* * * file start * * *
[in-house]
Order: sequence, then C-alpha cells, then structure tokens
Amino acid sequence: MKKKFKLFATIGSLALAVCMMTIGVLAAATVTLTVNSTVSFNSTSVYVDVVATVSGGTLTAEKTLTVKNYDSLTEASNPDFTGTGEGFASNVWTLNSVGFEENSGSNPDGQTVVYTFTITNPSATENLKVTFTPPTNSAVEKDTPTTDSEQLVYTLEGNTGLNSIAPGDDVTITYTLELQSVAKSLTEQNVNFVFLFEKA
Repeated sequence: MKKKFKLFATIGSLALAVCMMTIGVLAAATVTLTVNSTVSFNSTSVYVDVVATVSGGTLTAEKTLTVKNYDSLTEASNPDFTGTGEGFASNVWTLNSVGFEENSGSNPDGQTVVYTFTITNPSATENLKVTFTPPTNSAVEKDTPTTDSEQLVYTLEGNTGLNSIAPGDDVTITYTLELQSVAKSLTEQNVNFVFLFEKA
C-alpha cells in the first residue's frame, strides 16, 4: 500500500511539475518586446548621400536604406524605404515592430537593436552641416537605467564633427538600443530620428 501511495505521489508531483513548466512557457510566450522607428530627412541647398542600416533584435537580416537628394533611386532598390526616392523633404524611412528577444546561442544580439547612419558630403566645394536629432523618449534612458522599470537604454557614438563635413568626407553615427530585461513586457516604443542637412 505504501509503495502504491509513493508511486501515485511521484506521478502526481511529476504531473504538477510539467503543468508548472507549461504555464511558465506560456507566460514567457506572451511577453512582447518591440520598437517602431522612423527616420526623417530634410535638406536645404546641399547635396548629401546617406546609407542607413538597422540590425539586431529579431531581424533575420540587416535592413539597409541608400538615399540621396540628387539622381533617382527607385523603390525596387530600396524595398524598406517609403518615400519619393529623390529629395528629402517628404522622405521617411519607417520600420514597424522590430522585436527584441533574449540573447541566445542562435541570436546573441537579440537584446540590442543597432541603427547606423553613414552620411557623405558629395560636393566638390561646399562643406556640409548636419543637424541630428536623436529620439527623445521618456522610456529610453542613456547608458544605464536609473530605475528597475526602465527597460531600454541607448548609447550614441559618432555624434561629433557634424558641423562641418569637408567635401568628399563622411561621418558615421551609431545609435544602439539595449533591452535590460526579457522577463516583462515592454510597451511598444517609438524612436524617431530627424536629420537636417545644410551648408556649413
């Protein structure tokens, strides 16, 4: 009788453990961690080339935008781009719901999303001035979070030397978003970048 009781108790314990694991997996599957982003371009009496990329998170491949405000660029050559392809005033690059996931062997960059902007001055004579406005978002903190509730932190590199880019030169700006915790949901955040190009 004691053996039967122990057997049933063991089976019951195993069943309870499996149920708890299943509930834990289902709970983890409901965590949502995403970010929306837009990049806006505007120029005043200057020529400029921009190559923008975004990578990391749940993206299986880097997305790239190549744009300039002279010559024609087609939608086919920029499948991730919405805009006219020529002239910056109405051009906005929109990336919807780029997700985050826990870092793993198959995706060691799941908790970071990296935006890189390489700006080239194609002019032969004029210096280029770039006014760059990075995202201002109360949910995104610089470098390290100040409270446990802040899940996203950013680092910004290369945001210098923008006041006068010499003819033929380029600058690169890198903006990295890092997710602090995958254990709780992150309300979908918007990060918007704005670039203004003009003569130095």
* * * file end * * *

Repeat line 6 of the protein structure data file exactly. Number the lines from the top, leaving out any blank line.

């Protein structure tokens, strides 16, 4: 009788453990961690080339935008781009719901999303001035979070030397978003970048 009781108790314990694991997996599957982003371009009496990329998170491949405000660029050559392809005033690059996931062997960059902007001055004579406005978002903190509730932190590199880019030169700006915790949901955040190009 004691053996039967122990057997049933063991089976019951195993069943309870499996149920708890299943509930834990289902709970983890409901965590949502995403970010929306837009990049806006505007120029005043200057020529400029921009190559923008975004990578990391749940993206299986880097997305790239190549744009300039002279010559024609087609939608086919920029499948991730919405805009006219020529002239910056109405051009906005929109990336919807780029997700985050826990870092793993198959995706060691799941908790970071990296935006890189390489700006080239194609002019032969004029210096280029770039006014760059990075995202201002109360949910995104610089470098390290100040409270446990802040899940996203950013680092910004290369945001210098923008006041006068010499003819033929380029600058690169890198903006990295890092997710602090995958254990709780992150309300979908918007990060918007704005670039203004003009003569130095």